In another operation that concluded earlier this year, this time by the Civil Guard with the French anti-drug police, the agents brought down a network of drug traffickers who were transporting drugs in large helicopters. The investigations had started in 2020, when both police forces detected the activity of French drug traffickers on the southern coast of Spain and discovered that this group had entered an unlicensed helicopter on the Andalusian coast from Morocco. The Civil Guard, after days of monitoring, intercepted a shipment of drugs in a helicopter in the town of Torremolinos, which had no established flight plan to the neighboring country. In total, the agents arrested eleven people and seized more than 2.4 tons of hashish and 112 kilos of marijuana.
“We have been infiltrated by a public authority. We advise you to get rid of this phone.” This message circulated in mid-June 2020 among EncroChat users, an instant messaging application that drug traffickers and other criminals had used for years to communicate and in which French and Dutch police forces had been infiltrated for months, in collaboration with police from other countries. "Over the last few months, a joint investigation has made it possible to intercept, share and analyze millions of messages exchanged between criminals," Europol explained in a press release to report that they had dismantled that exclusive communication network.
According to information from this European Agency for Police Cooperation, in recent years the countries of the continent had suffered an increase in crimes perpetrated by organized groups thanks, among other things, to communication through encryption technologies. The French Gendarmerie began investigating this application in 2017, with interventions on phones that had EncroChat downloaded, after discovering that numerous phones seized in operations used this platform. “As of 2020, a Gendarmerie group with more than 60 troops began monitoring encrypted phones and monitoring the conversations of thousands of criminals. The Dutch Police carried out a similar operation in parallel. The EncroChat tracking ended in June 2020, when the company realized that a public authority had penetrated the platform and alerted its users to destroy their terminals,” the note reported.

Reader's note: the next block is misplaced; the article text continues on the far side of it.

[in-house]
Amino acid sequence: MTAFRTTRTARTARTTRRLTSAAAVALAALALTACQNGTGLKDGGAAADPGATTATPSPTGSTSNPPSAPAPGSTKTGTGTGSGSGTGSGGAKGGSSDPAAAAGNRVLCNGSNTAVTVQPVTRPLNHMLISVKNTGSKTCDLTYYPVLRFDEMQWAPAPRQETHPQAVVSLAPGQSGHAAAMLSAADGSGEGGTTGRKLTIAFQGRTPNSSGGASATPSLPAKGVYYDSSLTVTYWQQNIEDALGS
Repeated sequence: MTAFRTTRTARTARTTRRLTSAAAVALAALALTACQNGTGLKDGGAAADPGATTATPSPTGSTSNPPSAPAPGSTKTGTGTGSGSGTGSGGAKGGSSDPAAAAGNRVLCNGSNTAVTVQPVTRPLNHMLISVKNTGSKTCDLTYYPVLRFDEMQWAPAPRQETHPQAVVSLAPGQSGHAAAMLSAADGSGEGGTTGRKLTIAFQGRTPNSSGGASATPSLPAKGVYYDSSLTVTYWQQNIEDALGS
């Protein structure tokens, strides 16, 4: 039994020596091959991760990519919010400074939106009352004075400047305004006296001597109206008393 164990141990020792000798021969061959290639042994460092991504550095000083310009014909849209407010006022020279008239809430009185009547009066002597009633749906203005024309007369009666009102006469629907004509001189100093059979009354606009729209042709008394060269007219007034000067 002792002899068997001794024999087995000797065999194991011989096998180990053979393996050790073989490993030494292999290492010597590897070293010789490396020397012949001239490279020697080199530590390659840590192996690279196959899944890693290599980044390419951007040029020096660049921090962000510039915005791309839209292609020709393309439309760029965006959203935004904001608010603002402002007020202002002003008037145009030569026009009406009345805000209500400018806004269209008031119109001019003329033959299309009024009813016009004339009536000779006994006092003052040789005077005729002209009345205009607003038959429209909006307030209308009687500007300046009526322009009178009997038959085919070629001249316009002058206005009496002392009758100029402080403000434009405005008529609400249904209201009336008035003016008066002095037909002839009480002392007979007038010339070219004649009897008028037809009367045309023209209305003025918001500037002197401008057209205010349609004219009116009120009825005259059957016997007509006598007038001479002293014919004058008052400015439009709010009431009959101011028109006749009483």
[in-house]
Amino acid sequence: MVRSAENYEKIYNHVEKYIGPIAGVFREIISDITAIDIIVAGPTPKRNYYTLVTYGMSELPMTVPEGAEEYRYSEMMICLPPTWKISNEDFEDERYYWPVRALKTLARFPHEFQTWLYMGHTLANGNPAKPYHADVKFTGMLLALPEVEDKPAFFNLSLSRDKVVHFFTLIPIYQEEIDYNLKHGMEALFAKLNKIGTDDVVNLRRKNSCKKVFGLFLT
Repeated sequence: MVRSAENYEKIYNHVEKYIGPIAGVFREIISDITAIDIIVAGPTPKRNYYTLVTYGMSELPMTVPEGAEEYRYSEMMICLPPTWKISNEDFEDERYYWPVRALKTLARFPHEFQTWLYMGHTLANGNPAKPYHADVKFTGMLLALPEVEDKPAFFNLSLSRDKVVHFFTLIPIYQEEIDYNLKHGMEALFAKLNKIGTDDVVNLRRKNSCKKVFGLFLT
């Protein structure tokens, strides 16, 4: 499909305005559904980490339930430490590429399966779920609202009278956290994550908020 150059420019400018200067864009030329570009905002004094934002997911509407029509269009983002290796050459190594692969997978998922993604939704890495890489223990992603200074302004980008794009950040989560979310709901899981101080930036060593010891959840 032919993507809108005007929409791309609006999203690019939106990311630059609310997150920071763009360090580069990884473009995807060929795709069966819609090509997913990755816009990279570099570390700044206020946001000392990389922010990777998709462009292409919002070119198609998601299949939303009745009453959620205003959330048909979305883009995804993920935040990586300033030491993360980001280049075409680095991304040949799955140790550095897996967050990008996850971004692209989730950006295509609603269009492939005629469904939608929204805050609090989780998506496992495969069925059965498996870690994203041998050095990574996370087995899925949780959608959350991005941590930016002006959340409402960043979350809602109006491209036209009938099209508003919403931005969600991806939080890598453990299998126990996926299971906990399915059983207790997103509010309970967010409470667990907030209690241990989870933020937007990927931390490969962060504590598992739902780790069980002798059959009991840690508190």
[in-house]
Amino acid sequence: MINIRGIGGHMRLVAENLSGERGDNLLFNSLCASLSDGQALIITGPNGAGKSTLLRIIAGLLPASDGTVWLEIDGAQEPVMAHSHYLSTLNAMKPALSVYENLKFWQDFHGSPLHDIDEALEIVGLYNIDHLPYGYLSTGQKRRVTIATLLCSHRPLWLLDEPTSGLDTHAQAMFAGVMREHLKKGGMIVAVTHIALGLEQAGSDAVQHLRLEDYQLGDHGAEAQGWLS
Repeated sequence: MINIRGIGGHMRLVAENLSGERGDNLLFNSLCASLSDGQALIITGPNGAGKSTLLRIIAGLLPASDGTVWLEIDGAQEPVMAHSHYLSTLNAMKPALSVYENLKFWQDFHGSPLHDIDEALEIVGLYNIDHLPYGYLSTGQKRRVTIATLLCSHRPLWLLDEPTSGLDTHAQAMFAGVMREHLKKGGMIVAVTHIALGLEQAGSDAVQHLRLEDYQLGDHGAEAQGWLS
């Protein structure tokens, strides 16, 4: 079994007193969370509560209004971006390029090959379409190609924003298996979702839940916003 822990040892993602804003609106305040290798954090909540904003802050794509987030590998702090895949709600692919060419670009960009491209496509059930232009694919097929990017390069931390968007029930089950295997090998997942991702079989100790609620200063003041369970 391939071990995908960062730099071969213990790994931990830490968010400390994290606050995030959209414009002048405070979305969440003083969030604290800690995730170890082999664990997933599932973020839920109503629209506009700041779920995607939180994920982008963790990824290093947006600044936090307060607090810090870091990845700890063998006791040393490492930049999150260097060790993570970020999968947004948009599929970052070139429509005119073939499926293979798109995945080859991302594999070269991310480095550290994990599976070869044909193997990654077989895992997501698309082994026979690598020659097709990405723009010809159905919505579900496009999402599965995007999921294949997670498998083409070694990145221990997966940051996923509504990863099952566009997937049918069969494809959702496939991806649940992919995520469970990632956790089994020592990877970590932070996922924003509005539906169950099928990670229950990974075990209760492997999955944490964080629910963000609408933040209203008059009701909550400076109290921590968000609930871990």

The application announced its closure days after knowing that it had been intervened, but the damage had already been done. In Spain, the National Police was able to arrest, thanks to the conversations monitored on EncroChat, numerous drug traffickers, some of whom were important, such as Jésus Heredia, alias El Pantoja, who was in pretrial detention at the time and was later released after paying bail. This drug mafia boss in the Strait was arrested again in March of this year.
The end of EncroChat made it possible to introduce to the general public a high-tech communications system, encrypted and only known in certain circles, an example of how drug trafficking, as well as other types of organized crime, use sophisticated systems to communicate , launder money from their juicy businesses or simply contact potential customers.
A report from the drug observatory of the Organization of American States (CICAD) warned in April 2019 that the authorities had detected up to 700 new psychoactive substances in the world and estimated that 400 were being distributed through the 'deep web'. ' or the dark web. In September of that year, the Austrian Police dismantled a drug trafficking network, linked to the Sinaloa cartel and with branches in Germany, Serbia, the Philippines and the Netherlands, which used the deep web to sell its products.
As reported by the EFE Agency at the time, the investigation began when police officers detected that an Austrian citizen repeatedly received packages containing heroin and methamphetamine from the Netherlands and Mexico, respectively. To obtain the packages, that person had made the purchase on the deep web and had made the payments with cryptocurrencies.
This year, the United Nations published a report in which he estimated at 25,000 million dollars the money that drug trafficking networks would have laundered using crypto technology, as a way to circumvent global banking systems and thus alert the authorities. "Organized crime groups in Mexico and Colombia are increasing the use of virtual currencies due to the speed and anonymity of these transactions," the document specified.